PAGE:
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Ever heard of the “Pineapple Express”?

Posted at 11:32 AM, Feb 14, 2019
and last updated 2019-04-26 16:25:02-04

Sometimes, you hear odd terms, especially related to weather. “Bombogenesis” and “Polar Vortex” for example.

And when you hear it for the first time you may wonder if the idea is new. If the term was recently ‘invented’, or even if it is a real thing!

Usually, these are terms in use by Meteorologists for decades, yet they’ve only recently become relevant on the News side of the business.

“Pineapple Express” is such a term. Is it a real thing? Yes, it is.

(Northern Branch of the Jet Stream)

Across the globe, there are jet streams. These are just concentrated rivers of wind, stronger than north or south of their central location. The basic jet streams are in the mean flow of where weather systems are born, or die. So these carry weather systems (high and low pressure), around the globe.

But, just as there are other circulations like El Nino or La Nina, or the North Atlantic Oscillation, there are “moisture rivers”, sometimes referred to as “Atmospheric Rivers”. These are often associated with widespread and major flooding events, like along the West Coast. (The presence of an atmospheric river doesn’t mean flooding will occur, but most West Coast flooding events do happen because an atmospheric river is plowing ashore.)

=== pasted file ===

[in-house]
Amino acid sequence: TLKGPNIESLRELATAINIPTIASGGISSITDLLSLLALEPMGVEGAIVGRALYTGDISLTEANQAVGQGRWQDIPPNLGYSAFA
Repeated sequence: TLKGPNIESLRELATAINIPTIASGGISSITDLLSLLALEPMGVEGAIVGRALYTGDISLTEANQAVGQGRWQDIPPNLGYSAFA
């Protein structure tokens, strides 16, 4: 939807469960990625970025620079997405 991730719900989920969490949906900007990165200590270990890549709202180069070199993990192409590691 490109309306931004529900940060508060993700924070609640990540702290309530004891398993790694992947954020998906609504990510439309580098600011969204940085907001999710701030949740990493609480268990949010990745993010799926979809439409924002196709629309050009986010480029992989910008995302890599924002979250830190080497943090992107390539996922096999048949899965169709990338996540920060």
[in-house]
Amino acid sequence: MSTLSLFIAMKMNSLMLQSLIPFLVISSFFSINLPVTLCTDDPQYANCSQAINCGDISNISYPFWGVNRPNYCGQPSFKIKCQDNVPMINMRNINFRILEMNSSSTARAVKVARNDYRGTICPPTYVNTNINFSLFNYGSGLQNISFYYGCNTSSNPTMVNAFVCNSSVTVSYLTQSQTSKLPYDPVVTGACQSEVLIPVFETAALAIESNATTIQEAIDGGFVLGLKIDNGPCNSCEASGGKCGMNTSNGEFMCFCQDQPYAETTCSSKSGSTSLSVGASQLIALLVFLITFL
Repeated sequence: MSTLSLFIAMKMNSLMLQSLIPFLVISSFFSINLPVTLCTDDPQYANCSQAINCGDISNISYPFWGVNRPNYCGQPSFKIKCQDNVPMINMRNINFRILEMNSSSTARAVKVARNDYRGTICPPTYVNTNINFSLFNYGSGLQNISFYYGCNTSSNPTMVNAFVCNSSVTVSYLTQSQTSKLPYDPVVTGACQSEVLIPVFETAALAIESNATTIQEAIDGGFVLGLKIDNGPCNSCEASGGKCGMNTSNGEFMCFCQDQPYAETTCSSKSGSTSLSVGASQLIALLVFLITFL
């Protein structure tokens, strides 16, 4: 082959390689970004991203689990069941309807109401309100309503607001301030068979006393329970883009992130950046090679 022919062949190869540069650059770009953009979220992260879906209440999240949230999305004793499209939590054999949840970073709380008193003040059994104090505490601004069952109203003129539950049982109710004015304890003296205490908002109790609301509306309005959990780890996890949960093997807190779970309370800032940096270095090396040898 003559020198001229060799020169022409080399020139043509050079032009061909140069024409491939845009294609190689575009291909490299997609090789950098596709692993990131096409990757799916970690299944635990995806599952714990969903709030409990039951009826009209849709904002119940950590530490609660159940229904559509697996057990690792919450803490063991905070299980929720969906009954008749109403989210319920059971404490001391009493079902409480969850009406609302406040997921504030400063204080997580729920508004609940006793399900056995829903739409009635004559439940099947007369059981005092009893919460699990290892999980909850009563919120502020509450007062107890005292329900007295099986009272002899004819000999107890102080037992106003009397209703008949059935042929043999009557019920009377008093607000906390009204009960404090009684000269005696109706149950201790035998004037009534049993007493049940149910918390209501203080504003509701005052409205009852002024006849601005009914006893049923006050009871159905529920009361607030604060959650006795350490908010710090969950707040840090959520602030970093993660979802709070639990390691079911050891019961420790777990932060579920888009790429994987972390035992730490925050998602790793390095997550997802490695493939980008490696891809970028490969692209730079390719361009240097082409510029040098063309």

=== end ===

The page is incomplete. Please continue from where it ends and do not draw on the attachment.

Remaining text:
Atmospheric River

So, because this atmospheric river is flowing almost entirely over an ocean (the Pacific), it skims off an abundance of moisture, which makes it easy to spot, because you will see a long stretch of clouds, often emanating from Hawaii, to the West Coast. Because Hawaii is associated with all things tropical, this river is referred to as “The Pineapple Express”. It will often stretch several thousand miles, and will greatly enhance moisture along the shore.

Remember, in order to get widespread rain/snow, a storm has to saturate the entire layer of the Troposphere. But, with the presence of an atmospheric river, upper level moisture is well supplied, and often it can also fill low layers near shore, too.

So, if as a Meteorologist, you were seeing a storm push ashore at a time similar to a “river” setting up and pushing in to the same shore, you can almost bet, moderate to major flooding is coming.

So there you go. Atmospheric Rivers. A real thing.


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